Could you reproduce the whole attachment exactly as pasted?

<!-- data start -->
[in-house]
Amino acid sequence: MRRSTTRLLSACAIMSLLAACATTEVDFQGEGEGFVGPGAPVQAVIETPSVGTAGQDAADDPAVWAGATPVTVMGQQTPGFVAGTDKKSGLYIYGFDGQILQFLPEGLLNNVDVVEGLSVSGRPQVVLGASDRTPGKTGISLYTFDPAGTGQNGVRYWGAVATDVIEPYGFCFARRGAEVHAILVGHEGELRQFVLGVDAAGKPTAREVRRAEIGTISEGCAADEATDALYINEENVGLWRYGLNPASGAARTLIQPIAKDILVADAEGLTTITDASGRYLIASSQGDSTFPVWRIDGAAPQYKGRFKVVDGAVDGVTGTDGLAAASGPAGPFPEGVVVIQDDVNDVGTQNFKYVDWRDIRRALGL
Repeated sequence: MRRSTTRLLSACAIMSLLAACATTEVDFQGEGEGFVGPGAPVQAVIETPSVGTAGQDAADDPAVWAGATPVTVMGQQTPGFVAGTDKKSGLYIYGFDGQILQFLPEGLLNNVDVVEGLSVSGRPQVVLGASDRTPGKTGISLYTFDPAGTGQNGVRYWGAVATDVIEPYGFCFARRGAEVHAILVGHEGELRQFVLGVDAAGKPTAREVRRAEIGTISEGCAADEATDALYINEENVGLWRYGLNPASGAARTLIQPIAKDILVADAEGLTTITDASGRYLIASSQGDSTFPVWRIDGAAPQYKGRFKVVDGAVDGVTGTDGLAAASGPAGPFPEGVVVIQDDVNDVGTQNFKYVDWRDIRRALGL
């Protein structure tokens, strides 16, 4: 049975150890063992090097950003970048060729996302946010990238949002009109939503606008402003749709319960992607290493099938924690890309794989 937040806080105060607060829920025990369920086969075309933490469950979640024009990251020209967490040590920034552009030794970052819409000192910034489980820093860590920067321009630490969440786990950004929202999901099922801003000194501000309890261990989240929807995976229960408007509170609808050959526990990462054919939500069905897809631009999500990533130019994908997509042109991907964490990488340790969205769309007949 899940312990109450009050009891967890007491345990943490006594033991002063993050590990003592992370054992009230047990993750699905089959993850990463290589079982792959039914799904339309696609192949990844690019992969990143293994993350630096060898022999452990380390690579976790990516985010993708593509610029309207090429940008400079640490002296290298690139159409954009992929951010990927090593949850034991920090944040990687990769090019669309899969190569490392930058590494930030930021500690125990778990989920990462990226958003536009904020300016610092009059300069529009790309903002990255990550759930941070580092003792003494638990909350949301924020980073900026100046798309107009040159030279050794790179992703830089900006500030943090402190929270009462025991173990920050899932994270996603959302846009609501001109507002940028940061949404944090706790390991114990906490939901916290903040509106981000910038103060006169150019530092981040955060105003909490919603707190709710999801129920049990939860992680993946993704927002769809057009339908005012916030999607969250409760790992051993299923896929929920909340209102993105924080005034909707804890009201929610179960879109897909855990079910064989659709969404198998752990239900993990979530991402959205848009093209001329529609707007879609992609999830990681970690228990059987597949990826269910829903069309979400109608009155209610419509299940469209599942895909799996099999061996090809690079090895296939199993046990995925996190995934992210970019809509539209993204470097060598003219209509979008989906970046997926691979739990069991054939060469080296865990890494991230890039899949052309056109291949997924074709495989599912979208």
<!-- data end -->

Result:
[in-house]
Amino acid sequence: MRRSTTRLLSACAIMSLLAACATTEVDFQGEGEGFVGPGAPVQAVIETPSVGTAGQDAADDPAVWAGATPVTVMGQQTPGFVAGTDKKSGLYIYGFDGQILQFLPEGLLNNVDVVEGLSVSGRPQVVLGASDRTPGKTGISLYTFDPAGTGQNGVRYWGAVATDVIEPYGFCFARRGAEVHAILVGHEGELRQFVLGVDAAGKPTAREVRRAEIGTISEGCAADEATDALYINEENVGLWRYGLNPASGAARTLIQPIAKDILVADAEGLTTITDASGRYLIASSQGDSTFPVWRIDGAAPQYKGRFKVVDGAVDGVTGTDGLAAASGPAGPFPEGVVVIQDDVNDVGTQNFKYVDWRDIRRALGL
Repeated sequence: MRRSTTRLLSACAIMSLLAACATTEVDFQGEGEGFVGPGAPVQAVIETPSVGTAGQDAADDPAVWAGATPVTVMGQQTPGFVAGTDKKSGLYIYGFDGQILQFLPEGLLNNVDVVEGLSVSGRPQVVLGASDRTPGKTGISLYTFDPAGTGQNGVRYWGAVATDVIEPYGFCFARRGAEVHAILVGHEGELRQFVLGVDAAGKPTAREVRRAEIGTISEGCAADEATDALYINEENVGLWRYGLNPASGAARTLIQPIAKDILVADAEGLTTITDASGRYLIASSQGDSTFPVWRIDGAAPQYKGRFKVVDGAVDGVTGTDGLAAASGPAGPFPEGVVVIQDDVNDVGTQNFKYVDWRDIRRALGL
């Protein structure tokens, strides 16, 4: 049975150890063992090097950003970048060729996302946010990238949002009109939503606008402003749709319960992607290493099938924690890309794989 937040806080105060607060829920025990369920086969075309933490469950979640024009990251020209967490040590920034552009030794970052819409000192910034489980820093860590920067321009630490969440786990950004929202999901099922801003000194501000309890261990989240929807995976229960408007509170609808050959526990990462054919939500069905897809631009999500990533130019994908997509042109991907964490990488340790969205769309007949 899940312990109450009050009891967890007491345990943490006594033991002063993050590990003592992370054992009230047990993750699905089959993850990463290589079982792959039914799904339309696609192949990844690019992969990143293994993350630096060898022999452990380390690579976790990516985010993708593509610029309207090429940008400079640490002296290298690139159409954009992929951010990927090593949850034991920090944040990687990769090019669309899969190569490392930058590494930030930021500690125990778990989920990462990226958003536009904020300016610092009059300069529009790309903002990255990550759930941070580092003792003494638990909350949301924020980073900026100046798309107009040159030279050794790179992703830089900006500030943090402190929270009462025991173990920050899932994270996603959302846009609501001109507002940028940061949404944090706790390991114990906490939901916290903040509106981000910038103060006169150019530092981040955060105003909490919603707190709710999801129920049990939860992680993946993704927002769809057009339908005012916030999607969250409760790992051993299923896929929920909340209102993105924080005034909707804890009201929610179960879109897909855990079910064989659709969404198998752990239900993990979530991402959205848009093209001329529609707007879609992609999830990681970690228990059987597949990826269910829903069309979400109608009155209610419509299940469209599942895909799996099999061996090809690079090895296939199993046990995925996190995934992210970019809509539209993204470097060598003219209509979008989906970046997926691979739990069991054939060469080296865990890494991230890039899949052309056109291949997924074709495989599912979208």